Or maybe not. Individual translators and SME LSPs face many challenges in today's translation markets, the diversity and scope of which are so great that it is often difficult to have a coherent discussion on matters. In Zurich after The Great Pig Hunt, I had the pleasure of spending some hours dining, drinking coffee and gossiping with the proprietors of a local agency (not a client, just friends), who complained about how it was becoming more difficult to get their standard rates from end customers. These rates are, on the whole, about 30 to 40% less than most Swiss agencies (which often charge well in excess of CHF 3.00 per line of 55 keystrokes), but more than twice what I know many German agencies charge. With about 400 agencies in Switzerland (their estimate), it's also hard to stand out in the market when your administrative work is handled in Excel and on the backs of envelopes. Different agencies in different countries face different challenges, even for services in the same language pairs.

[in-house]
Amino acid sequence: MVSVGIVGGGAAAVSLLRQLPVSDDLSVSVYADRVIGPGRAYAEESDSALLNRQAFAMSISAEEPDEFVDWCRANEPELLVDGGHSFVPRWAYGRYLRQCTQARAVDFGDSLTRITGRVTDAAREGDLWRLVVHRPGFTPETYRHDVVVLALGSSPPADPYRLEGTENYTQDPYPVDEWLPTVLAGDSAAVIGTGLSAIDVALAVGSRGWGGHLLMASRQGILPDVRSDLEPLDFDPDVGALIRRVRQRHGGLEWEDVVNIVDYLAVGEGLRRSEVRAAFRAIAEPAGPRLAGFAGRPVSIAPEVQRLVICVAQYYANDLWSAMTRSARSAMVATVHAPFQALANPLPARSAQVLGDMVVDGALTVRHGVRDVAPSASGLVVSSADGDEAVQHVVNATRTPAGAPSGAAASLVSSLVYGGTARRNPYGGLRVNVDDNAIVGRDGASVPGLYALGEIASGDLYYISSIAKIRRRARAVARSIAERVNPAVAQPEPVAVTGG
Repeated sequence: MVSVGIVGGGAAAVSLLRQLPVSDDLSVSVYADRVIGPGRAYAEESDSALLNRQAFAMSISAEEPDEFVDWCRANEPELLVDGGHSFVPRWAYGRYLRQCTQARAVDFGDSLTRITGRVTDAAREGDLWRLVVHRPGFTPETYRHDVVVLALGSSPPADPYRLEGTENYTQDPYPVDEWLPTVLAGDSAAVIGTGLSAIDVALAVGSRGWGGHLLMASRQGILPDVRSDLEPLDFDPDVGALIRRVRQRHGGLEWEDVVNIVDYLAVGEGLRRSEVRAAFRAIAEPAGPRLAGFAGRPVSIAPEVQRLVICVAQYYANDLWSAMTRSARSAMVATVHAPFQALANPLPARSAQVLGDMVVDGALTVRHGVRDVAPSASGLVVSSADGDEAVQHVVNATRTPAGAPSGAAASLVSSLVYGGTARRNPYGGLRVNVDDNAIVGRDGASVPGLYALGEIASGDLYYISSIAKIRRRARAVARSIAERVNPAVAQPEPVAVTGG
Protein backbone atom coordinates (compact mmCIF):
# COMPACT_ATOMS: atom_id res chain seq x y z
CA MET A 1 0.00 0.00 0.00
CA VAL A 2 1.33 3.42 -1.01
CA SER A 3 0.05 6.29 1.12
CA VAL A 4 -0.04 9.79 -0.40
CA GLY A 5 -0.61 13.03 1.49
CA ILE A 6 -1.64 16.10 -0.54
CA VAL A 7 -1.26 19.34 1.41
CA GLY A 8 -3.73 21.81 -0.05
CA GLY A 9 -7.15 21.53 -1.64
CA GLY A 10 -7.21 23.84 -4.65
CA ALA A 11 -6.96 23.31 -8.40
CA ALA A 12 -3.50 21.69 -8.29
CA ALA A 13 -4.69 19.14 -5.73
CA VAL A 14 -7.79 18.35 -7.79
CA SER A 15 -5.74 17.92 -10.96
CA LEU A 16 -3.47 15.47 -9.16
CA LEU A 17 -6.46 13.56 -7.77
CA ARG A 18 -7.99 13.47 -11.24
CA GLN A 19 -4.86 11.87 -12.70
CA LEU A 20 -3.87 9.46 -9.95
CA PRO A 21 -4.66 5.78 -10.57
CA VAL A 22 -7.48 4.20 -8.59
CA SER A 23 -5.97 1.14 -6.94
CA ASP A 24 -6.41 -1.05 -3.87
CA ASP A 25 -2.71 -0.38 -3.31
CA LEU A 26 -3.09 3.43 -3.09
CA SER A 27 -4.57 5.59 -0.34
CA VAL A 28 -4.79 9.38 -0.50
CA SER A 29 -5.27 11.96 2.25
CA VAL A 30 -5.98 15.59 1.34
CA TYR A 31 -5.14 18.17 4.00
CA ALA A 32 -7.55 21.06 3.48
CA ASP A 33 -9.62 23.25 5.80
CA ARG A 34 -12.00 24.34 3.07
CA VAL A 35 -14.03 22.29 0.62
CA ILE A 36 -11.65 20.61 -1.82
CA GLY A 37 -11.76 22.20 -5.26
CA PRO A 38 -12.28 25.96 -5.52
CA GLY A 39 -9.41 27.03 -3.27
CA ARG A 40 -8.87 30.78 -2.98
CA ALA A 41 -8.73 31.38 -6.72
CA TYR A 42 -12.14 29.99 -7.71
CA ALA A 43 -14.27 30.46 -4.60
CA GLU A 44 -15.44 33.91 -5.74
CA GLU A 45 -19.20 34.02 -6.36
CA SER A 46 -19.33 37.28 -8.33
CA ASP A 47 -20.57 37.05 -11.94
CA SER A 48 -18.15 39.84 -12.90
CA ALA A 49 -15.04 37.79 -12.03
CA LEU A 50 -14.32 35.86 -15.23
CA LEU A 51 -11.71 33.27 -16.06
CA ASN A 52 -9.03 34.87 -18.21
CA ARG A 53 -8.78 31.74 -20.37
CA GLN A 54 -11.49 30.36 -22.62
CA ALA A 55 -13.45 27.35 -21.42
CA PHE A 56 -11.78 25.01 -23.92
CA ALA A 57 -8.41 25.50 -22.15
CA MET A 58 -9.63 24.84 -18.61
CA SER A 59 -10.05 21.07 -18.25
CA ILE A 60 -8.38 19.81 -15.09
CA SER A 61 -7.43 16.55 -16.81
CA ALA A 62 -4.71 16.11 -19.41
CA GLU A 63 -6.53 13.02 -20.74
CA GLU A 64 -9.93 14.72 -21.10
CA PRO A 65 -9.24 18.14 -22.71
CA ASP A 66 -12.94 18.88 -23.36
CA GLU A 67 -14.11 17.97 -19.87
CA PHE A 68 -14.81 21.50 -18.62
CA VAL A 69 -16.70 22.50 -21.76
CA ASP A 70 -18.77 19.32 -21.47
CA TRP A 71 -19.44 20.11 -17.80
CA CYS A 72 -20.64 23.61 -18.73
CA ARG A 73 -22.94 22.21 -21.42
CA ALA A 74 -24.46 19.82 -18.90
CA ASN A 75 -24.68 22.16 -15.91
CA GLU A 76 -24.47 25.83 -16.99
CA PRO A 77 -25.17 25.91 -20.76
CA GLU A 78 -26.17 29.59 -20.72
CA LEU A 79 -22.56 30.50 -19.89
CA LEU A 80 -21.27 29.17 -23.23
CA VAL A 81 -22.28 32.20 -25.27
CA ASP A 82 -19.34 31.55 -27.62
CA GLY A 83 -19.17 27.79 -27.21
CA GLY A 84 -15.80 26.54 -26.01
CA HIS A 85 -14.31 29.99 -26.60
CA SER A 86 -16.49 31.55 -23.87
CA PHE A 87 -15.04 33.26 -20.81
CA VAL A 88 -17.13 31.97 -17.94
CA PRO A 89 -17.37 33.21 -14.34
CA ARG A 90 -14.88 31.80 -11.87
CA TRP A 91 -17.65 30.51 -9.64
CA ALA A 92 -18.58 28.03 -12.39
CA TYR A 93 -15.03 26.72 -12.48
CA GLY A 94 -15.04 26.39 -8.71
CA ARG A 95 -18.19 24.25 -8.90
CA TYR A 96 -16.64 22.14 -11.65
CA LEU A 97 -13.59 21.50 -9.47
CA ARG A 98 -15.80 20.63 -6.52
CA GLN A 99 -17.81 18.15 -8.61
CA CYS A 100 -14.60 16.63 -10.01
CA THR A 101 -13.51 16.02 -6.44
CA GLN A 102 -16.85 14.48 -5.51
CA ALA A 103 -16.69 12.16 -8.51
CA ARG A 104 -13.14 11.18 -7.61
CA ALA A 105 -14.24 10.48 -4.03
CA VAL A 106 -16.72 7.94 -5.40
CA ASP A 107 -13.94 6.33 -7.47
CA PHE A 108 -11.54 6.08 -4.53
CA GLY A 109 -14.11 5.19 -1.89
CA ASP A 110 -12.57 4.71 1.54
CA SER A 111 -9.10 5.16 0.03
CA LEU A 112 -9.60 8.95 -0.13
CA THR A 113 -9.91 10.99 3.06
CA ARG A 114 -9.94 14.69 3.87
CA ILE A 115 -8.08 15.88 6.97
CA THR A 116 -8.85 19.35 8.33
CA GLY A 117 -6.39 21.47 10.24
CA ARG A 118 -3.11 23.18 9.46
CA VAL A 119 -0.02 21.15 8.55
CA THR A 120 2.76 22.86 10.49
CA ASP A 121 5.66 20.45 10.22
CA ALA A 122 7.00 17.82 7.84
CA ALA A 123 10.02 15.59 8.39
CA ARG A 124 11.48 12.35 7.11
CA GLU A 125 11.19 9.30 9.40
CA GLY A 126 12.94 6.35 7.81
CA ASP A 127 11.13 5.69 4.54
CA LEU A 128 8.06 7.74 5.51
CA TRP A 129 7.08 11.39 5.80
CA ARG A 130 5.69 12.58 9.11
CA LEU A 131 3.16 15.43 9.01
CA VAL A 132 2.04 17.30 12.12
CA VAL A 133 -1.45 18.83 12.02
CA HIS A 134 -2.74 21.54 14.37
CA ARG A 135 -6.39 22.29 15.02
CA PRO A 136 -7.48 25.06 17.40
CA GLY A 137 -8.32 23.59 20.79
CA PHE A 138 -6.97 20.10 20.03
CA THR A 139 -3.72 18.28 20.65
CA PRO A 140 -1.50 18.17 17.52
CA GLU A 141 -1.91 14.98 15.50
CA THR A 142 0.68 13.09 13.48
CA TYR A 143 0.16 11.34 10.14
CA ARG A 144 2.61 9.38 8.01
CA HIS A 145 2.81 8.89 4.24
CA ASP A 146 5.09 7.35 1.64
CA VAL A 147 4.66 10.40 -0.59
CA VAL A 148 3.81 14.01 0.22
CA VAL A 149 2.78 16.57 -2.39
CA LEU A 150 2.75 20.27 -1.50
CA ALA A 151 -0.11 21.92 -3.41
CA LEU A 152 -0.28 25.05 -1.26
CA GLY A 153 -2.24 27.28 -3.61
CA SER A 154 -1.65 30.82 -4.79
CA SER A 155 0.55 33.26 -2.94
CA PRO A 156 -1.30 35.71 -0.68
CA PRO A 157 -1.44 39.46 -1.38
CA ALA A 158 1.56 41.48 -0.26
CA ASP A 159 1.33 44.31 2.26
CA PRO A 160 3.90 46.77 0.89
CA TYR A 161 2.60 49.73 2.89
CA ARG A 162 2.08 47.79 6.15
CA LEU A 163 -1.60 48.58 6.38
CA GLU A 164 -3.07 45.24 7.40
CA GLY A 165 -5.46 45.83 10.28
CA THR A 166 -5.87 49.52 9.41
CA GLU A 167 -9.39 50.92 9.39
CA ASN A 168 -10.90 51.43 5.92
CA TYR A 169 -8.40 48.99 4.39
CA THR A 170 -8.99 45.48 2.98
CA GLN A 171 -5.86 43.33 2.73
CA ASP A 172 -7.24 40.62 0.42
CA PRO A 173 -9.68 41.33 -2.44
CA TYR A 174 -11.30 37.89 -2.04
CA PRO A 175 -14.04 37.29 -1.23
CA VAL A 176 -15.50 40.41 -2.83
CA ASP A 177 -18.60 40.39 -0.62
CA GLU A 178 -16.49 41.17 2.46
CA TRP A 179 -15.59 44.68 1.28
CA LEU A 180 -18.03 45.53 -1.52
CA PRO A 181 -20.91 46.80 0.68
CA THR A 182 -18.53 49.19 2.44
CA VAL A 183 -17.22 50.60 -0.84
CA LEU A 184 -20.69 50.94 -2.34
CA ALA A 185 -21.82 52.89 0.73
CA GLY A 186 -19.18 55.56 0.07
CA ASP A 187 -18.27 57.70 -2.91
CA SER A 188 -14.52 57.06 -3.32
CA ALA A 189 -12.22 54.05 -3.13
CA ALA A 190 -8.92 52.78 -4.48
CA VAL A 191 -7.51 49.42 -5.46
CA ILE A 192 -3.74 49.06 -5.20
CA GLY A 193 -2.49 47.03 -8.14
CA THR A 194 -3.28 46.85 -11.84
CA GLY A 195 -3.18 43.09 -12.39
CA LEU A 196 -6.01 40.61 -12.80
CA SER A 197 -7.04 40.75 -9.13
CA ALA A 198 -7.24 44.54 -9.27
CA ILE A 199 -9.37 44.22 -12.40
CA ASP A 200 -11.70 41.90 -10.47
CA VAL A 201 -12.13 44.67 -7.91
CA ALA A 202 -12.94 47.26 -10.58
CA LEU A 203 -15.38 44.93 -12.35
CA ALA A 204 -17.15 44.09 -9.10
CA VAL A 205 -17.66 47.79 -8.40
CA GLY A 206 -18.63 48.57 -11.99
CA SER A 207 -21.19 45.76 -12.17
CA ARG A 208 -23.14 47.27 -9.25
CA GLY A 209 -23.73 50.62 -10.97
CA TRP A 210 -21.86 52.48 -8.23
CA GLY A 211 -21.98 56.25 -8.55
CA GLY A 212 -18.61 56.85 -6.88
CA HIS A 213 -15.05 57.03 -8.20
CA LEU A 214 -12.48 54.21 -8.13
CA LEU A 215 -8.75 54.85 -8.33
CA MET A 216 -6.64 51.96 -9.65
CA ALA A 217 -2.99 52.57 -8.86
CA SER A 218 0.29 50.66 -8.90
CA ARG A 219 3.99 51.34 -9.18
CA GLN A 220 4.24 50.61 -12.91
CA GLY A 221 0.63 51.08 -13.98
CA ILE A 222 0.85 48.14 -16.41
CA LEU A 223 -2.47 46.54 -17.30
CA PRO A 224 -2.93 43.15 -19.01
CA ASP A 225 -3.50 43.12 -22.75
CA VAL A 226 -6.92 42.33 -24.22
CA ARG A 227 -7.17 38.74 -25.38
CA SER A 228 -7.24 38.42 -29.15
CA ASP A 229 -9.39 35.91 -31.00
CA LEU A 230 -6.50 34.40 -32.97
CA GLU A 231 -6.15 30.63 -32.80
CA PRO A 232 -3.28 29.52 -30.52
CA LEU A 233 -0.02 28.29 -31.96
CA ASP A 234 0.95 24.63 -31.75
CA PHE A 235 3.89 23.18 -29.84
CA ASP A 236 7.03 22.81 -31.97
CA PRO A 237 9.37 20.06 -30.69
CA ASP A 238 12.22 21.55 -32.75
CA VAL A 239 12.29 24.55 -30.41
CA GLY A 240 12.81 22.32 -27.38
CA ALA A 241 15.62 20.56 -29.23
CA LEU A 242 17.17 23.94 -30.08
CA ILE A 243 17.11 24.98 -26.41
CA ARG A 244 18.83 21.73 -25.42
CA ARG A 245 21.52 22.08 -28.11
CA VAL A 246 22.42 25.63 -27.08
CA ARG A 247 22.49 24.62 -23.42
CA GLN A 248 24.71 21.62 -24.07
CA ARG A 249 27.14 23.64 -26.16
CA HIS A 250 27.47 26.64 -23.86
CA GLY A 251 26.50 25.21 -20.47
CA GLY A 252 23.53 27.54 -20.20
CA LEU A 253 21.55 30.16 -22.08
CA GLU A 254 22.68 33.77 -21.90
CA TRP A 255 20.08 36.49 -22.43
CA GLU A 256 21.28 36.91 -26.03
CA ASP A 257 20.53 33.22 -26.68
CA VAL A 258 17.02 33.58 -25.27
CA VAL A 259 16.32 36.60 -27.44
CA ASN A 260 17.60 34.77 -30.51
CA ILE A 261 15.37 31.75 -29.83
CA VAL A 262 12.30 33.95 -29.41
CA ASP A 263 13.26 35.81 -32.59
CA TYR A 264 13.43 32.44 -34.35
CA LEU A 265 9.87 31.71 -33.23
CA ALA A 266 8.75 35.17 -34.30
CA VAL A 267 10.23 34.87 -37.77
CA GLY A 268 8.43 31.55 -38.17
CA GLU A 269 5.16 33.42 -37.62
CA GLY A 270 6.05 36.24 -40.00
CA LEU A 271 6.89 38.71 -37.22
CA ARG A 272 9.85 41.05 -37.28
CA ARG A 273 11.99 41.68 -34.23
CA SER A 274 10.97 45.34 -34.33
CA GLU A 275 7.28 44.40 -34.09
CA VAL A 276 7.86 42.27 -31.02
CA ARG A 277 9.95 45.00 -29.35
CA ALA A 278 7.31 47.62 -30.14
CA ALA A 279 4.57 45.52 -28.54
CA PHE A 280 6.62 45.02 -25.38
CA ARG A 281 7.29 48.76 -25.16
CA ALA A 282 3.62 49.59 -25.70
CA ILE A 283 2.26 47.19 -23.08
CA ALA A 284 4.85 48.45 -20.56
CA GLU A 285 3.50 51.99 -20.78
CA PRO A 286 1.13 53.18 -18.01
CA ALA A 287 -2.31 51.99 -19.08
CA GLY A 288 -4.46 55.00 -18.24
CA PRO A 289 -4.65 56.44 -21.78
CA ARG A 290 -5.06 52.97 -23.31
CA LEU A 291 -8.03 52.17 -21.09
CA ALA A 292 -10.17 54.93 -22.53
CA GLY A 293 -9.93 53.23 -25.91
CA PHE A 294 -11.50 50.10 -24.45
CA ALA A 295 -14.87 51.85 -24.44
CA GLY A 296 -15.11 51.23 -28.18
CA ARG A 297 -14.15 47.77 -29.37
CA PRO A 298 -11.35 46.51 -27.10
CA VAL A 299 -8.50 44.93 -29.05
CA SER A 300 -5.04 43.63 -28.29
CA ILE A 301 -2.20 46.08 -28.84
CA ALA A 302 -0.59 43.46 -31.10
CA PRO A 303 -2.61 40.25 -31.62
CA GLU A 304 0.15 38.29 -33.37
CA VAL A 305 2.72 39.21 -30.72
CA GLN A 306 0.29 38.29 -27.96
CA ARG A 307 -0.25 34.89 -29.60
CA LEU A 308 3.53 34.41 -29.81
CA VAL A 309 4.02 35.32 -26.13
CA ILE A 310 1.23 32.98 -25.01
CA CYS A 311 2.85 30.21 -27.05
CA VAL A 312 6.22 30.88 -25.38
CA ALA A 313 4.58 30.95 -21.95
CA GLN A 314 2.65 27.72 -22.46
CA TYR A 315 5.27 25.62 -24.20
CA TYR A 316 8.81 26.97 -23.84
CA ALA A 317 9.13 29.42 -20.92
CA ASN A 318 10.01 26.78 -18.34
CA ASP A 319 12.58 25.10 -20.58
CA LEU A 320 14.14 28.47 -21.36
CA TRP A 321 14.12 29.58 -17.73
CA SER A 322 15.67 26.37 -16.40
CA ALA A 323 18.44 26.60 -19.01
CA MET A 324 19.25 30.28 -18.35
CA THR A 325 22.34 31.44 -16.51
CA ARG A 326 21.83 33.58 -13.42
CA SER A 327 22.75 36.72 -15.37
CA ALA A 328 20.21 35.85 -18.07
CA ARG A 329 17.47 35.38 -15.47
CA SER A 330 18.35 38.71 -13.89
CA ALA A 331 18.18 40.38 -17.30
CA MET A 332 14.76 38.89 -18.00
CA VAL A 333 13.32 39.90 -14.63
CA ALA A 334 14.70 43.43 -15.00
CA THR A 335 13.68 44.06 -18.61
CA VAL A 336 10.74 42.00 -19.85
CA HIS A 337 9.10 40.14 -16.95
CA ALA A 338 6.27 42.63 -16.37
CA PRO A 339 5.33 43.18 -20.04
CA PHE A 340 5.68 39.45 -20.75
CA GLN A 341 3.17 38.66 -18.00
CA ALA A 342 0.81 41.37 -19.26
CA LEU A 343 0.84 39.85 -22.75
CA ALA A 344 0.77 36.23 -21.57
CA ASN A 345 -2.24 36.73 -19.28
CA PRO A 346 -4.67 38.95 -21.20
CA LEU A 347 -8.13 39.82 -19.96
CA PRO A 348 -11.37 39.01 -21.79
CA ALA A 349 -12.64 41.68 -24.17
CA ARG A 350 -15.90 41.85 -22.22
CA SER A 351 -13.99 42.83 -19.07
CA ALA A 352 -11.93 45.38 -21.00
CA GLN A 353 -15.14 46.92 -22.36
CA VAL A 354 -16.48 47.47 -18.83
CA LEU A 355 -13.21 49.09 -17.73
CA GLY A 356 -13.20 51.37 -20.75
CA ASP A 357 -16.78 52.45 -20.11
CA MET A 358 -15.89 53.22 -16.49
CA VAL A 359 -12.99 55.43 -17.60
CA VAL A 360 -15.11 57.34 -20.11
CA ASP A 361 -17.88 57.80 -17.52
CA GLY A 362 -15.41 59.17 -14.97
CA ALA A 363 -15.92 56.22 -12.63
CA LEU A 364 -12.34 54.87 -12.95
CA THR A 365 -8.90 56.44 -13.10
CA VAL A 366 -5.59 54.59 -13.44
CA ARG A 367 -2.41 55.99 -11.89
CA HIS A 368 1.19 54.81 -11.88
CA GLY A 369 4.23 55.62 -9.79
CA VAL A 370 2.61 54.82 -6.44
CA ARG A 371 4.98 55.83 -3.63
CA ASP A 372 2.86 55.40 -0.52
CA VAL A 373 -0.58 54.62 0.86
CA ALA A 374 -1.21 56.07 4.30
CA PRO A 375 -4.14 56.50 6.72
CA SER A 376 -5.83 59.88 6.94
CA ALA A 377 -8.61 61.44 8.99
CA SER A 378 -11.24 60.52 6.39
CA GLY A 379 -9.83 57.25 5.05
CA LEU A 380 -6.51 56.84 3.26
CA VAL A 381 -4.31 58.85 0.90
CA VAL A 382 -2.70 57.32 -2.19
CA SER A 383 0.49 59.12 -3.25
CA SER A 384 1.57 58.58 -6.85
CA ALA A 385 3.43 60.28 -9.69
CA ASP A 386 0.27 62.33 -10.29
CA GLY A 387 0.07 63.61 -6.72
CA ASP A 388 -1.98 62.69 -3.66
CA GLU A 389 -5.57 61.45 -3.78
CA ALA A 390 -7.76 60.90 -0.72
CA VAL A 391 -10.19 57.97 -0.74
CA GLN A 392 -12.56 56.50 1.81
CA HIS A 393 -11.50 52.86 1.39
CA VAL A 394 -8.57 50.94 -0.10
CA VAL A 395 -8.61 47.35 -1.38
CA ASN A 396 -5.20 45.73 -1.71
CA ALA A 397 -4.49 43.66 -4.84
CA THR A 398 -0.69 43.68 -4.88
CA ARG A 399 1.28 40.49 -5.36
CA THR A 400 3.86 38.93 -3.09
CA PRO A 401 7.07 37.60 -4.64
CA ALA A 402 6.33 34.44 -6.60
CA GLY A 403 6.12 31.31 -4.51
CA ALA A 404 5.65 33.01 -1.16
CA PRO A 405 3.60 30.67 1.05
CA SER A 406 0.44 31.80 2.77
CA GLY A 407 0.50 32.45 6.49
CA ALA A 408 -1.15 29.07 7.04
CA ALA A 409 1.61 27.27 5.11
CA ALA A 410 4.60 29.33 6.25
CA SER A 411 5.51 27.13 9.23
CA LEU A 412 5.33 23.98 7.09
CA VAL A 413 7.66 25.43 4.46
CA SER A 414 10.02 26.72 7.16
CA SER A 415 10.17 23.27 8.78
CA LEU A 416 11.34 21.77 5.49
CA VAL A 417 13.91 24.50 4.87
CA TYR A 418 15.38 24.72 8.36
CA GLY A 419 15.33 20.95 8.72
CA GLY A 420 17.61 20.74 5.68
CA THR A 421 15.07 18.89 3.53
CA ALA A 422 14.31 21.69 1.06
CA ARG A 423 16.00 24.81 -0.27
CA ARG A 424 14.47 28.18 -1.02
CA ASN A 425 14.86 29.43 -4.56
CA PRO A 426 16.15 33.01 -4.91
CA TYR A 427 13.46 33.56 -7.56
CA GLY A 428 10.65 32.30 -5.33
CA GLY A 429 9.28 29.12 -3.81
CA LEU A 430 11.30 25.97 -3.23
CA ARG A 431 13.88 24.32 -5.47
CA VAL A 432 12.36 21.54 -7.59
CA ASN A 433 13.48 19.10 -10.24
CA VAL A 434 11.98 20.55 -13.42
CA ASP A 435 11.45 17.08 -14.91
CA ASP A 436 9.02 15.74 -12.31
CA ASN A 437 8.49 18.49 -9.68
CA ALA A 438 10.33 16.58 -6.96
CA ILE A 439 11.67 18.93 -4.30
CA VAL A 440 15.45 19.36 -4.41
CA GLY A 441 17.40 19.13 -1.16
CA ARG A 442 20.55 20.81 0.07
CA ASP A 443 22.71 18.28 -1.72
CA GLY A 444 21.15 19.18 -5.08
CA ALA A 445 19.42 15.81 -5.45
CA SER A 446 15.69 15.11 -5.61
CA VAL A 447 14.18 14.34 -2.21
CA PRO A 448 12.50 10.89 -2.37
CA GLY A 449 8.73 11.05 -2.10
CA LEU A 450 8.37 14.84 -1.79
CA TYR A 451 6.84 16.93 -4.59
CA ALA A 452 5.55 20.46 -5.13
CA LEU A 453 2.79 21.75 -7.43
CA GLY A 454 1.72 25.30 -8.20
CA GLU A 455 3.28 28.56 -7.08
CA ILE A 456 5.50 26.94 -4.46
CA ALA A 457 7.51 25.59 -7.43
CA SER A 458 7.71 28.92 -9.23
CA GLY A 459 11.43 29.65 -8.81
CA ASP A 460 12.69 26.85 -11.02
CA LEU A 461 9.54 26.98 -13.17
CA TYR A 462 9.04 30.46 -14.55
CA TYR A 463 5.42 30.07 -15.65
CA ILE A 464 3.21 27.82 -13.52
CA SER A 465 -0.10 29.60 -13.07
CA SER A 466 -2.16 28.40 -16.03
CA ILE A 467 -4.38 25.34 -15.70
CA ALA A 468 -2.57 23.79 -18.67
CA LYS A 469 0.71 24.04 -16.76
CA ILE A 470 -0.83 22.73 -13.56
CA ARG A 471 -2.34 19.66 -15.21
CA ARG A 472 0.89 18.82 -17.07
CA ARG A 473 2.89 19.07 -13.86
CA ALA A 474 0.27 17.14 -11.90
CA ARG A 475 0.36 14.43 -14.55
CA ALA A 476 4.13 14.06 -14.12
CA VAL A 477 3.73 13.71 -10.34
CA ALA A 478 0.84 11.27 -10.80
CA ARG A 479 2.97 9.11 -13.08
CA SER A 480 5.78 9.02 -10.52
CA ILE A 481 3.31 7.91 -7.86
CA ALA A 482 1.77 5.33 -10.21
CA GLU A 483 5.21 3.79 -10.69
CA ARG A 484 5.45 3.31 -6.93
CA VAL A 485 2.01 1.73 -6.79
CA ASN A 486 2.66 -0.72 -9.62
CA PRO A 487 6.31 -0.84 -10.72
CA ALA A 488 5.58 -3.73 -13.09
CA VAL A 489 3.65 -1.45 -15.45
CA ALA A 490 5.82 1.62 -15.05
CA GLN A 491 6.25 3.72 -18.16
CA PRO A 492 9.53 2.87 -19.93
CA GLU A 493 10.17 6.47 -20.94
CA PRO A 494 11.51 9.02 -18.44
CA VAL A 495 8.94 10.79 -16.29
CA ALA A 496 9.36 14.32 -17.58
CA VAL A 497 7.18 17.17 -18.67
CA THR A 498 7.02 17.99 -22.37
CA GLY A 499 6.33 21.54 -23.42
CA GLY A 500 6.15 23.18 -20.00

My language pair, on the whole, is an easy one with which to make a living (that's part of my problem - the demand for good German to English translation is so high it's often hard to get translation work and administration done); the challenges faced by those in other pairs are often far more complex and usually more difficult.